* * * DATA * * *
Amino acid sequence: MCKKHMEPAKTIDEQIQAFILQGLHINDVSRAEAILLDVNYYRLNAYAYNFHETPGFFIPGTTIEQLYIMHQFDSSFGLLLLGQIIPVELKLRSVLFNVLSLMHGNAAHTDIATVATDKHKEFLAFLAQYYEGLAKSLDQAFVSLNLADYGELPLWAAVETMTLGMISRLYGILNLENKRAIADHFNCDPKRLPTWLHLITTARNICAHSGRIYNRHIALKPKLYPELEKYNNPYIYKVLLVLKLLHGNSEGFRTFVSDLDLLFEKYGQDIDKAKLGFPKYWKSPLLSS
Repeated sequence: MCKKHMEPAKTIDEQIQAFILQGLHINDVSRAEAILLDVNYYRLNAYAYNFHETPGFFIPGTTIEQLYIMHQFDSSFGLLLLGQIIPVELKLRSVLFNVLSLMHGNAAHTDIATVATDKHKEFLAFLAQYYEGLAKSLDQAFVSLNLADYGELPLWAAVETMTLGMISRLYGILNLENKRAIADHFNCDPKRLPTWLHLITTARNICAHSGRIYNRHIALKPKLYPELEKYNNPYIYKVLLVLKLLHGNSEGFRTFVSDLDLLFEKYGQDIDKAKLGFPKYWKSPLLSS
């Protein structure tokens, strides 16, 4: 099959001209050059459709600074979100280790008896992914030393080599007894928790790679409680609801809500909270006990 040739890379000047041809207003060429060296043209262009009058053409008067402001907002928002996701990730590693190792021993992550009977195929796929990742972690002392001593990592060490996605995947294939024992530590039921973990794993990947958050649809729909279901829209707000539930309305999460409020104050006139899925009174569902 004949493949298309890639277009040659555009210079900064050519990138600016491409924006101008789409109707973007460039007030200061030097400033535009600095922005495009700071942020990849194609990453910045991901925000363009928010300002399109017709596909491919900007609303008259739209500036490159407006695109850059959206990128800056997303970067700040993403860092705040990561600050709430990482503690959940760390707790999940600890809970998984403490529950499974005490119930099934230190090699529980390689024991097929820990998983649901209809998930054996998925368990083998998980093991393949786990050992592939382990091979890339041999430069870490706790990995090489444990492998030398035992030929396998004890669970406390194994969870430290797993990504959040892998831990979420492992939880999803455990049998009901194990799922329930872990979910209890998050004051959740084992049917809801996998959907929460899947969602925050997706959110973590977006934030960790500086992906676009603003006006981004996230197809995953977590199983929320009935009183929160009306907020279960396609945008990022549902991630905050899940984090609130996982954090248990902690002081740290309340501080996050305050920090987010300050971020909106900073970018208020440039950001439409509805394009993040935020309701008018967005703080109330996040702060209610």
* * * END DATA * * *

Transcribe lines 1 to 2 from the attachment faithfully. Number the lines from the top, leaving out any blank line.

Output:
Amino acid sequence: MCKKHMEPAKTIDEQIQAFILQGLHINDVSRAEAILLDVNYYRLNAYAYNFHETPGFFIPGTTIEQLYIMHQFDSSFGLLLLGQIIPVELKLRSVLFNVLSLMHGNAAHTDIATVATDKHKEFLAFLAQYYEGLAKSLDQAFVSLNLADYGELPLWAAVETMTLGMISRLYGILNLENKRAIADHFNCDPKRLPTWLHLITTARNICAHSGRIYNRHIALKPKLYPELEKYNNPYIYKVLLVLKLLHGNSEGFRTFVSDLDLLFEKYGQDIDKAKLGFPKYWKSPLLSS
Repeated sequence: MCKKHMEPAKTIDEQIQAFILQGLHINDVSRAEAILLDVNYYRLNAYAYNFHETPGFFIPGTTIEQLYIMHQFDSSFGLLLLGQIIPVELKLRSVLFNVLSLMHGNAAHTDIATVATDKHKEFLAFLAQYYEGLAKSLDQAFVSLNLADYGELPLWAAVETMTLGMISRLYGILNLENKRAIADHFNCDPKRLPTWLHLITTARNICAHSGRIYNRHIALKPKLYPELEKYNNPYIYKVLLVLKLLHGNSEGFRTFVSDLDLLFEKYGQDIDKAKLGFPKYWKSPLLSS